Freesia Klatt
Linnaea 34:672 (1865)

Name Status: Current
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Scientific Description
J. Gathe, Thursday 8 September 2016

Common name. Freesias. Family Iridaceae.

Habit and leaf form. Herbs (small); evergreen, or deciduous. Perennial (annual leaves and flowers). Leaves basal and cauline (mostly basal). Plants with a basal concentration of leaves, or with neither basal nor terminal concentrations of leaves; to 0.1–0.4 m high; cormous (small, ovoid or conical or globular; tunic of netted fibres). Helophytic to xerophytic. Leaves alternate; distichous; ‘herbaceous’, or leathery; sessile; sheathing. Leaf sheaths with free margins. Leaves foetid, or without marked odour; edgewise to the stem, or with ‘normal’ orientation; simple; epulvinate. Leaf blades entire; flat; linear, or lanceolate; narrowly elliptic to ovate, or linear (to ensiform); parallel-veined (prominent midvein); without cross-venules; open or closed sheath. Leaves eligulate; without stipules. Leaf blade margins entire. Leaves with a persistent basal meristem, and basipetal development. Leaf anatomy. Hairs absent. Extra-floral nectaries absent. Stem anatomy. Secondary thickening absent.

Reproductive type, pollination. Fertile flowers hermaphrodite. Unisexual flowers absent. Plants hermaphrodite. Floral nectaries present, or absent. Nectar secretion from the gynoecium (septal nectaries). Entomophilous, or ornithophilous, or anemophilous.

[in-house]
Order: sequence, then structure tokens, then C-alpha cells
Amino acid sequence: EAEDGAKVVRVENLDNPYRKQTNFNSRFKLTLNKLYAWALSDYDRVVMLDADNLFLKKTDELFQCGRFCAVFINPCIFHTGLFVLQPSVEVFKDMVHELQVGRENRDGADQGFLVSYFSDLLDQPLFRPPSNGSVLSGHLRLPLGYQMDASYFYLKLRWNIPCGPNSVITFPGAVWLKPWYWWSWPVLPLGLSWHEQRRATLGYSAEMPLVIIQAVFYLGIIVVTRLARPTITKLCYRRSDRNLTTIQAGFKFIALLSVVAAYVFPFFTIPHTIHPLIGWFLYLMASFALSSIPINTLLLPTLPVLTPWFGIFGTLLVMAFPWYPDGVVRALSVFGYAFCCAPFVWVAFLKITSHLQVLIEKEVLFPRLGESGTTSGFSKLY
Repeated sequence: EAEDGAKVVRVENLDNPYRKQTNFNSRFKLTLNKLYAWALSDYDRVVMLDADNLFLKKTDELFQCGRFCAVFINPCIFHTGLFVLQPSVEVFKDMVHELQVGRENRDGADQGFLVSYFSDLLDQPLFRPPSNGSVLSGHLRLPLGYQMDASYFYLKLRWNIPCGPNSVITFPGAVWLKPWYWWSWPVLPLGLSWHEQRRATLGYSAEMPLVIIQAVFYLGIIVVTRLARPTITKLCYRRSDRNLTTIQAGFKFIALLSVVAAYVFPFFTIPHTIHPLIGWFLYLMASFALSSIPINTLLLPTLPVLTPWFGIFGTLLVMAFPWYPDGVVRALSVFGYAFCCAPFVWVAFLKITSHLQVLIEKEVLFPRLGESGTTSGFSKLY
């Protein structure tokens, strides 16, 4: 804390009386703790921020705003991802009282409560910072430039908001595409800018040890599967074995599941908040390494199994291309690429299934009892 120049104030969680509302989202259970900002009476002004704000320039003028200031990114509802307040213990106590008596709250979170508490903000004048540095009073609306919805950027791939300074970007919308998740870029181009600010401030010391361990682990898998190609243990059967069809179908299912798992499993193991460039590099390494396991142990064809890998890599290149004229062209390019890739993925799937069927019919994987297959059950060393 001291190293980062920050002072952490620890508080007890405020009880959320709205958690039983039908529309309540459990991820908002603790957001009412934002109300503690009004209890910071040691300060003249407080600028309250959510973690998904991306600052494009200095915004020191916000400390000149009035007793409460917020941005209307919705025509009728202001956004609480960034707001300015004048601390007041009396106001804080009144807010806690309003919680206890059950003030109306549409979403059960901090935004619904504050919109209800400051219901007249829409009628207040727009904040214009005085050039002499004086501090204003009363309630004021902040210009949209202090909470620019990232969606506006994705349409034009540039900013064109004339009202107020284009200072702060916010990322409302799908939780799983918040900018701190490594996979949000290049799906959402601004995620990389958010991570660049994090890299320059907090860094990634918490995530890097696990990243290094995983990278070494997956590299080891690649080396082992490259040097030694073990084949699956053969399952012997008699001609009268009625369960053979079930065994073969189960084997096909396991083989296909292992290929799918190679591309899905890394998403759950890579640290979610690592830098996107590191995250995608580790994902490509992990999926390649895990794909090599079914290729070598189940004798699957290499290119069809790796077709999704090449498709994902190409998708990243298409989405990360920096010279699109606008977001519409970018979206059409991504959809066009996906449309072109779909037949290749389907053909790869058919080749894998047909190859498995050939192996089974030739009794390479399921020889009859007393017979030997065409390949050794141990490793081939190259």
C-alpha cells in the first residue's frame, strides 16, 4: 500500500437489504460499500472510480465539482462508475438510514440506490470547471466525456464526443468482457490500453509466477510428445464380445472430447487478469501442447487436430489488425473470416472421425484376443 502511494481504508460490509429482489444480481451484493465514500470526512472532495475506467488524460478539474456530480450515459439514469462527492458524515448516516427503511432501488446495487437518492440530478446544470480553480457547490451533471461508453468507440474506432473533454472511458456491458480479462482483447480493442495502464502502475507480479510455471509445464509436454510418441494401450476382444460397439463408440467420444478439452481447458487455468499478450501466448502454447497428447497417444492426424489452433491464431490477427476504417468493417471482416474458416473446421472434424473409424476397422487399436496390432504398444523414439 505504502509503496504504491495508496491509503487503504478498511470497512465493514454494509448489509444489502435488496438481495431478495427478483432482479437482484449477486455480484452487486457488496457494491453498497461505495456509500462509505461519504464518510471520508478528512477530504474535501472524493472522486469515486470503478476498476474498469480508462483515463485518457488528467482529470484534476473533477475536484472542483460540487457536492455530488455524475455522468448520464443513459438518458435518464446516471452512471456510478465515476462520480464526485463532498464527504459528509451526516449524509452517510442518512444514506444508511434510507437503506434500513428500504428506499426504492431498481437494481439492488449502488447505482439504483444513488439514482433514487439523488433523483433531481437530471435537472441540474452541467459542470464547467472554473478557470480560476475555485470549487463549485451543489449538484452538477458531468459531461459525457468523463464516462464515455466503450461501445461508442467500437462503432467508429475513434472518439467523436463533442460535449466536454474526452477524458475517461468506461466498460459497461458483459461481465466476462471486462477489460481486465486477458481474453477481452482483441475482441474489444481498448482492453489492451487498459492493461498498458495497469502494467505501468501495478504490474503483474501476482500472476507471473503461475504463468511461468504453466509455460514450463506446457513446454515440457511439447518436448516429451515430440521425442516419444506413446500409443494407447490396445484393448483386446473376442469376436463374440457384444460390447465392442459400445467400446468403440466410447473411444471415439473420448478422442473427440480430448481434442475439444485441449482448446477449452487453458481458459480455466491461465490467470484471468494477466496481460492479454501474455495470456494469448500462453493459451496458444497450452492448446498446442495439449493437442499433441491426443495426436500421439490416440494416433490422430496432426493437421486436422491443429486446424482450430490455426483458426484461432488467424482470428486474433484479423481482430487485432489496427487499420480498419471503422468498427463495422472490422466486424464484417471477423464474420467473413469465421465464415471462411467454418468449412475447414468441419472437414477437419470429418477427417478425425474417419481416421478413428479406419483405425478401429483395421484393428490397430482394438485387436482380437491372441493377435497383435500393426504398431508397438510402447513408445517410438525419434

Inflorescence and flower features. Flowers aggregated in ‘inflorescences’; in spikes. The terminal inflorescence unit cymose, or racemose. Inflorescences terminal; inflorescence 3–8 flowered, usually dense, horizontal or flexuose; spatheate (via expanded, bladeless sheaths). Flowers sessile; bracteate (2 enclose each flower, persistent, herbaceous or membranous, pale, dry, scarious, inserted at the base of the ovary; inner bract bifid and enclosed by the outer bract, spathe-like; outer bract entire). Bracts persistent. Flowers ebracteolate; small to large; regular, or very irregular; when irregular, zygomorphic; 3 merous; cyclic; tetracyclic. Perigone tube present. Perianth of ‘tepals’; 6; 2 -whorled; isomerous; petaloid; without spots, or spotted; similar in the two whorls, or different in the two whorls; green (to yellow), or purple (markings). Androecial members definite in number. Androecium 3. Androecial members adnate; all equal; free of one another; 1 -whorled (representing the outer whorl). Androecium exclusively of fertile stamens. Stamens 3; all more or less similar in shape; reduced in number relative to the adjacent perianth to isomerous with the perianth; on the perianth tube at the base of the widest part, opposite the outer segments; alterniperianthial (opposite the outer perianth lobes). Anthers basifixed; dehiscing via longitudinal slits; extrorse. Gynoecium 3 carpelled. The pistil 3 celled. Gynoecium partly petaloid, or non-petaloid; syncarpous; synstylovarious; inferior. Ovary plurilocular; 3 locular. The ‘odd’ carpel anterior. Gynoecium stylate. Styles 1; apical. Stigmas 6. Placentation axile. Ovules (1–)2–50 per locule; arillate, or non-arillate; anatropous.

Fruit and seed features. Fruit non-fleshy; dehiscent; a capsule. Capsules loculicidal (from the apex). Fruit 3 celled; few. Seeds endospermic. Endosperm oily. Cotyledons 1 (coleoptile-like). Embryo straight (small). Testa without phytomelan.

Etymology. After F. H. T. Freese (d.1876), a fellow student of C. F. Ecklon who proposed the name.

Taxonomic Literature

  • Wheeler, Judy; Marchant, Neville; Lewington, Margaret; Graham, Lorraine (2002). Flora of the south west, Bunbury, Augusta, Denmark. Volume 1, introduction, keys, ferns to monocotyledons. Australian Biological Resources Study. Canberra.
  • Australia. Bureau of Flora and Fauna (1986). Flora of Australia. Volume 46, Iridaceae to Dioscoreaceae. Australian Govt. Pub. Service. Canberra.